Be wary of English courses that promise quick results. Reliable, proven systems like ICAO Aviation English for Commercial Pilots is designed to take 100 hours over 6-12 weeks for each ICAO half level, eg (ICAO level 3 lower is 6 weeks, ICAO level 3 upper is also typically 6 weeks in duration). Developing a strong foundation in English always involves a commitment of time and effort. Improving your ability in English involves more than memorising phrases and questions - you need to be able to comprehend and respond appropriately. You will also need to be able to explain non-routine situations that could potentially occur during flight operations in addition to handle routine scenarios. There are many factors influence the speed with which a language can be acquired so it is very difficult to say exactly how long it will take to reach ICAO level 4. ICAO Aviation English for Commercial Pilots features an accurate placement test before starting a course so you can be sure that you start a course at the right level, and also ensure that you are really making progress. Always be aware of "magic pill" solutions - learning a language will take time and it's more likely to be several months between ICAO levels rather than weeks.
5. Start to improve your English as soon as possible.
When planning on taking a course it's critical that you take a placement test before you start. This will give you an accurate idea of how long it will take, and also ensure that the course is neither too easy nor too difficult. If you have been given 3 months to reach ICAO level 4 you should start to improve your English as soon as possible, rather than in 2 months time. Find out your ICAO Aviation English level now. The more time you give yourself then the less pressure you will feel, and you are likely to enjoy your Aviation English classes more.
6. Focus on the skills you need.
An English course shouldn't be just memorising words and vocabulary, and neither is focusing on grammar. An English course should be communicative and give you the opportunity to practice the language that you have learned in a realistic context. English for ICAO compliance requires effective speaking and listening and class time should focus on communicative activities that require interaction between people. Although reading and writing are important, these activities are best used outside the classroom as homework activities. Every second of classroom time is a valuable opportunity for you to practice speaking and listening - don't waste time on the skills that can be developed outside class. A good example of an out of classroom activity is reading books and magazines graded at an appropriate level. Reading is an excellent way to improve your vocabulary and you will also pick up a lot of grammatical structures naturally. There are a wide range of aviation themed books and magazines available. Interact with us on our Facebook page. There are also a lot of aviation websites, videos and forums online that offer text and rich multimedia that can help you develop your language skills.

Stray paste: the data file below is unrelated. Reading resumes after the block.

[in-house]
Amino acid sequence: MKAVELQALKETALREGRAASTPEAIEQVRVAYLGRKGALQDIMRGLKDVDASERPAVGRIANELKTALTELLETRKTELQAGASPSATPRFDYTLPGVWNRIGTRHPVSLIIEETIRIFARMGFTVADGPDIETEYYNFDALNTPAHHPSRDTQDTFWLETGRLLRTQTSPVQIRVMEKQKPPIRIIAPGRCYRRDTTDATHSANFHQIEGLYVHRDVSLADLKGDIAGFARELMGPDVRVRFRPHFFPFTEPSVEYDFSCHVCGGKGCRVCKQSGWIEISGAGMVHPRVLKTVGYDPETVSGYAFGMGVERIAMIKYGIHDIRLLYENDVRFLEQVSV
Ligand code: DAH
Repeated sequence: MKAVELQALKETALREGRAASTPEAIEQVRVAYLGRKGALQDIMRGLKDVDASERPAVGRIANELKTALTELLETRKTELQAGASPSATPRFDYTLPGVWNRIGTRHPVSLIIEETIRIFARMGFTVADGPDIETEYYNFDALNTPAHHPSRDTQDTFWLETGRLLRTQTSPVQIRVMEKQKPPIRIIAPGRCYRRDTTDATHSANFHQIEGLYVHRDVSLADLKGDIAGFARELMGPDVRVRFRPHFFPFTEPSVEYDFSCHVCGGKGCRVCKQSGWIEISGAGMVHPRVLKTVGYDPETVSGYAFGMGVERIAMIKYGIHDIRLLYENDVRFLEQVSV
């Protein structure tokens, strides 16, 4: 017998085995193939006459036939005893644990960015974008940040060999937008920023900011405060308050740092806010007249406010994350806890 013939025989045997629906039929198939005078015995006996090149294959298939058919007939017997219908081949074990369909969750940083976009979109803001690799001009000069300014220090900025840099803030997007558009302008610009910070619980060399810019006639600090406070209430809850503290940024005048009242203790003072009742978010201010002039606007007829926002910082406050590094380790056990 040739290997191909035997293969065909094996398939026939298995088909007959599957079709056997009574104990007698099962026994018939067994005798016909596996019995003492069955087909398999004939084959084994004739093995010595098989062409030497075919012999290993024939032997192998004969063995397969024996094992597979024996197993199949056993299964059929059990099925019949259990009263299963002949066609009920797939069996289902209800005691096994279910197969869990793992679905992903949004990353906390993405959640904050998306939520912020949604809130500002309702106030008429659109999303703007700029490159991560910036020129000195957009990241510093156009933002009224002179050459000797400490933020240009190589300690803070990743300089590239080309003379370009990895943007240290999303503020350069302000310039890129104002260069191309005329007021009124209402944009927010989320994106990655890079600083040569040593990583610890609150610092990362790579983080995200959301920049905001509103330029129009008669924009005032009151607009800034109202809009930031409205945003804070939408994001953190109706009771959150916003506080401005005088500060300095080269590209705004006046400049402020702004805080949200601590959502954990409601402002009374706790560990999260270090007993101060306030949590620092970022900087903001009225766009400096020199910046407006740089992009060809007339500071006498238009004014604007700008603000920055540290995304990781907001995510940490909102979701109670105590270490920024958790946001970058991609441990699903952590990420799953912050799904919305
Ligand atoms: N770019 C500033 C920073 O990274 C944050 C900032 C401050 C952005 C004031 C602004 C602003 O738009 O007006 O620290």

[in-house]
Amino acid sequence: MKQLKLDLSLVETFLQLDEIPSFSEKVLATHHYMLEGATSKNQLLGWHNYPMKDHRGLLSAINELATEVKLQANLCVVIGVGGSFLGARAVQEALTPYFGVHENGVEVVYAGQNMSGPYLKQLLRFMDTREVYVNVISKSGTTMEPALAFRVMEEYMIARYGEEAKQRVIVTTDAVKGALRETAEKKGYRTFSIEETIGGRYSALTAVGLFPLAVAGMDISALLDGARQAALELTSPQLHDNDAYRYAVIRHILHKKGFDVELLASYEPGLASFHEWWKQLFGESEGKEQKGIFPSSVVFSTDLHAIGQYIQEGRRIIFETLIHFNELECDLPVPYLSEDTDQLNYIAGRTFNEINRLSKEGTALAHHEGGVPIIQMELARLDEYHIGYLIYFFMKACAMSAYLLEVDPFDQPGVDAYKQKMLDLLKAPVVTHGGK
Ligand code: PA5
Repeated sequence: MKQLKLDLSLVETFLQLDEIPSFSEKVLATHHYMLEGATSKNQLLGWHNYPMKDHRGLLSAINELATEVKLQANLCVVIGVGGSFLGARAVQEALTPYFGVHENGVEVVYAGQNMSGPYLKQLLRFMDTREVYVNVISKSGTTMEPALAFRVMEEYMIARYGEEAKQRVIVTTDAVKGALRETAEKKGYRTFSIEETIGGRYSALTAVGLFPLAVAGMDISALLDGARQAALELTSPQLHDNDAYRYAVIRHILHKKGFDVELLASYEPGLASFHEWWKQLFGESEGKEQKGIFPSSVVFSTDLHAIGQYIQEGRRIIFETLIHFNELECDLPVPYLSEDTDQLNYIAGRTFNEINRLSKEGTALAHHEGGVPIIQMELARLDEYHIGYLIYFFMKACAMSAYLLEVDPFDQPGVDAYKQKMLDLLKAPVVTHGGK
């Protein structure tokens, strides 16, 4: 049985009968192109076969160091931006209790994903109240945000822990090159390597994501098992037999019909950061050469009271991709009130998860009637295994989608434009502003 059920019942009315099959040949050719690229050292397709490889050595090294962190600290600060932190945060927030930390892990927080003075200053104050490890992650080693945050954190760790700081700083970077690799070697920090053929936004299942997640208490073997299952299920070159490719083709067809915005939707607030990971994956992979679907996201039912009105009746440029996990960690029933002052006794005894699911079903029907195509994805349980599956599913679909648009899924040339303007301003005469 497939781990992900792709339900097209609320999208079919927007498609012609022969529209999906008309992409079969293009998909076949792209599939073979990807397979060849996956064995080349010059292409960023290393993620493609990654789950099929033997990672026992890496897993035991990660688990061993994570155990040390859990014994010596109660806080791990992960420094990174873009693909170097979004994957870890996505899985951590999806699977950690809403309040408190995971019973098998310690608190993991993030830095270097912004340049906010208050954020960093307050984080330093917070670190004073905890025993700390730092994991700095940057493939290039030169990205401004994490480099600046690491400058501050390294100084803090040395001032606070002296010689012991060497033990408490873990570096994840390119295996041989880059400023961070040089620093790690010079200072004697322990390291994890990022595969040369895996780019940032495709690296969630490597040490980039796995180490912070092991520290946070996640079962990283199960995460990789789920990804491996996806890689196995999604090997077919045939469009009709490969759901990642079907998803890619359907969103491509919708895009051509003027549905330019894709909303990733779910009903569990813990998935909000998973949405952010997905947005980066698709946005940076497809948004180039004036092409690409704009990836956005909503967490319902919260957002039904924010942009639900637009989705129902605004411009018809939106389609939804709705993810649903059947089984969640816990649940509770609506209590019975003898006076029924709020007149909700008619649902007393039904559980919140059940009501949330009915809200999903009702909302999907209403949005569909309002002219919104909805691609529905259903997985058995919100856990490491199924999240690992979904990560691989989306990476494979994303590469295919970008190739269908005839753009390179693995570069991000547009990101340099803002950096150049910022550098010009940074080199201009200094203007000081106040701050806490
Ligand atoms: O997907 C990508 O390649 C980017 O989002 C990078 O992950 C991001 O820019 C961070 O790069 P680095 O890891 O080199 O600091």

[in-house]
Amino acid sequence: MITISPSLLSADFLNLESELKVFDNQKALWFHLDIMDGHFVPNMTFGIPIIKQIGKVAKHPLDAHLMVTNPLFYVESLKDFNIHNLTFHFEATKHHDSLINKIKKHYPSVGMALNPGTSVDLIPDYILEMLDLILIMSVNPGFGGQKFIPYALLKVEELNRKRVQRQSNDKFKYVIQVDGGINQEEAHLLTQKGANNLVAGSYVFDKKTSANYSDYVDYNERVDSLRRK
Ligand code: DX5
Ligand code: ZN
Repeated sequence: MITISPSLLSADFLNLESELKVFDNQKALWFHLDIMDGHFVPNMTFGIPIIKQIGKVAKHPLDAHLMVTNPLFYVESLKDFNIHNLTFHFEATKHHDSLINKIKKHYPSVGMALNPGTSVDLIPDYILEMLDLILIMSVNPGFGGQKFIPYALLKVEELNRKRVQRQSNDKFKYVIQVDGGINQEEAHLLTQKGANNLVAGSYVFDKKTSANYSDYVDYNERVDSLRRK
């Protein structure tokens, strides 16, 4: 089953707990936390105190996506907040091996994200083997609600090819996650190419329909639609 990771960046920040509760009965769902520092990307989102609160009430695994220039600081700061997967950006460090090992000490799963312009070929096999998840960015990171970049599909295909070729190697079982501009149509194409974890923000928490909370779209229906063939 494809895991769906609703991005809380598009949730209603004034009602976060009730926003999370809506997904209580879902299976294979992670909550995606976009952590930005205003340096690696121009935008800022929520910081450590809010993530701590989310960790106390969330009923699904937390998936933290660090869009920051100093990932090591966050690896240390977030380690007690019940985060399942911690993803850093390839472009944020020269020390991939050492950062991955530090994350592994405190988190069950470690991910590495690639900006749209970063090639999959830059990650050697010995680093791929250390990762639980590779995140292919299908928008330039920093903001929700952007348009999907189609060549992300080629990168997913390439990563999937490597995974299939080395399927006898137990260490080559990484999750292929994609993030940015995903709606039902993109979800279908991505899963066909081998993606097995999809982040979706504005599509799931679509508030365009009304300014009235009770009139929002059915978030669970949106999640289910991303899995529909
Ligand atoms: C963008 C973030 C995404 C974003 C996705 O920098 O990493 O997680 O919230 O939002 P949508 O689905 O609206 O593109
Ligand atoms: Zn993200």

7. Choose an aviation specific English course.
An aviation focused English course is likely to be more interesting for you than a general English course. The course materials will be more relevant and can even reinforce knowledge that you will need for your career. Furthermore an aviation English course will be a better use of your valuable time because it is specifically concentrated on helping you develop the language skills that your needs for ICAO compliance. Your teachers will be very interested in aviation and keen to hear about your experiences too.
8. Be responsible for your own learning.
No matter how good they are, you shouldn't rely on your teacher 100%. You need to be active in your learning and take every opportunity that you can to practice English. Ask questions and be interested in people. Speak and think in English at every opportunity. Use the language that you learn in each lesson rather than letting your notes gather dust.
Aviation English Learning Strategies
9. Don't be afraid to make mistakes
Many English learners are perfectionists that try to get everything correct first time - the result - they lose their fluency. It's ok to make mistakes, your English teacher can't correct every mistake you make anyway. If they did then the class would be painful for the teacher. You will learn English faster when you are relaxed and less concerned with making mistakes. The same is true for pronunciation - it's strange that one of the best ways to improve your pronunciation and fluency is often... not to think about pronunciation and fluency.
10. Talk to your friends and colleagues in English
Talking in English isn't just limited to the classroom or during radio communications. Take every opportunity to practice and interact in English with friends and colleagues. Invite them to study with Aviation English Asia and you can make learning English more enjoyable, and the skies safer.